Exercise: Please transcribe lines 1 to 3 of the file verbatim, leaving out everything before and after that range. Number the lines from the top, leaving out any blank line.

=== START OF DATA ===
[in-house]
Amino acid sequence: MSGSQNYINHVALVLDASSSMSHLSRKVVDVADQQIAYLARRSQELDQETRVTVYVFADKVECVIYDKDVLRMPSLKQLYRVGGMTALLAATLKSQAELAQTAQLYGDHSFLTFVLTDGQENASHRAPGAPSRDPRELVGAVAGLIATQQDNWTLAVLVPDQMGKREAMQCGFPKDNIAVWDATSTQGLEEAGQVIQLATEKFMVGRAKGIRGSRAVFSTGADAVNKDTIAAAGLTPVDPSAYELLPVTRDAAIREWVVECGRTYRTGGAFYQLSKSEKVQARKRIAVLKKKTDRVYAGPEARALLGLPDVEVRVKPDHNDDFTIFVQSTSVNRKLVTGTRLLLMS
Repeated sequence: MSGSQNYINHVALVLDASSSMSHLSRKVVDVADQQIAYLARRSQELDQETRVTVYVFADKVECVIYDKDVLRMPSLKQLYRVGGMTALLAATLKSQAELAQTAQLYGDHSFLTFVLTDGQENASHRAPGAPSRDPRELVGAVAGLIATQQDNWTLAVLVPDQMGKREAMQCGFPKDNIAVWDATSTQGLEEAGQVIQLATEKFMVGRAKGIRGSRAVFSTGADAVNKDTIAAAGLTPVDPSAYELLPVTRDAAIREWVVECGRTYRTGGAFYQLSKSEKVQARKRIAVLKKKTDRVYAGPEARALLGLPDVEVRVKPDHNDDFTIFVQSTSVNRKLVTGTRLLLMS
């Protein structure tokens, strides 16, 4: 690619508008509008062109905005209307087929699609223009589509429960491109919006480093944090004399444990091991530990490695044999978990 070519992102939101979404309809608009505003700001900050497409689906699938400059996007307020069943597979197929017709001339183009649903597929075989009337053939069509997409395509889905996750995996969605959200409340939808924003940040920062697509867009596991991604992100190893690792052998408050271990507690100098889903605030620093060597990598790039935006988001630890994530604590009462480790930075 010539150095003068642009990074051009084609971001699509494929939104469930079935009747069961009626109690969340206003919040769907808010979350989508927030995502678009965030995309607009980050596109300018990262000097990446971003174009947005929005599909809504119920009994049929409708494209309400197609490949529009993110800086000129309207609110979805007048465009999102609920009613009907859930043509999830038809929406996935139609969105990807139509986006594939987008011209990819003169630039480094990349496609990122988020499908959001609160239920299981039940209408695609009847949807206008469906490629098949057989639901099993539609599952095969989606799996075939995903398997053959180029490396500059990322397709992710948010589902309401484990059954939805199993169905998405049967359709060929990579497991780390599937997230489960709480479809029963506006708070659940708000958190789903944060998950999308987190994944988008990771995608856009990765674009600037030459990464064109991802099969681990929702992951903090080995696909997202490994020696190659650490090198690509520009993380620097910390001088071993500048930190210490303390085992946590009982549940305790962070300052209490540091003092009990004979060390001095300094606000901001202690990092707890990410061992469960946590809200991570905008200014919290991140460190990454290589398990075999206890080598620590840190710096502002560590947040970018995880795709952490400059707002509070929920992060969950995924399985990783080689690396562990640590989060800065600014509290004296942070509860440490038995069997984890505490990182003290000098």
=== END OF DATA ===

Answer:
[in-house]
Amino acid sequence: MSGSQNYINHVALVLDASSSMSHLSRKVVDVADQQIAYLARRSQELDQETRVTVYVFADKVECVIYDKDVLRMPSLKQLYRVGGMTALLAATLKSQAELAQTAQLYGDHSFLTFVLTDGQENASHRAPGAPSRDPRELVGAVAGLIATQQDNWTLAVLVPDQMGKREAMQCGFPKDNIAVWDATSTQGLEEAGQVIQLATEKFMVGRAKGIRGSRAVFSTGADAVNKDTIAAAGLTPVDPSAYELLPVTRDAAIREWVVECGRTYRTGGAFYQLSKSEKVQARKRIAVLKKKTDRVYAGPEARALLGLPDVEVRVKPDHNDDFTIFVQSTSVNRKLVTGTRLLLMS
Repeated sequence: MSGSQNYINHVALVLDASSSMSHLSRKVVDVADQQIAYLARRSQELDQETRVTVYVFADKVECVIYDKDVLRMPSLKQLYRVGGMTALLAATLKSQAELAQTAQLYGDHSFLTFVLTDGQENASHRAPGAPSRDPRELVGAVAGLIATQQDNWTLAVLVPDQMGKREAMQCGFPKDNIAVWDATSTQGLEEAGQVIQLATEKFMVGRAKGIRGSRAVFSTGADAVNKDTIAAAGLTPVDPSAYELLPVTRDAAIREWVVECGRTYRTGGAFYQLSKSEKVQARKRIAVLKKKTDRVYAGPEARALLGLPDVEVRVKPDHNDDFTIFVQSTSVNRKLVTGTRLLLMS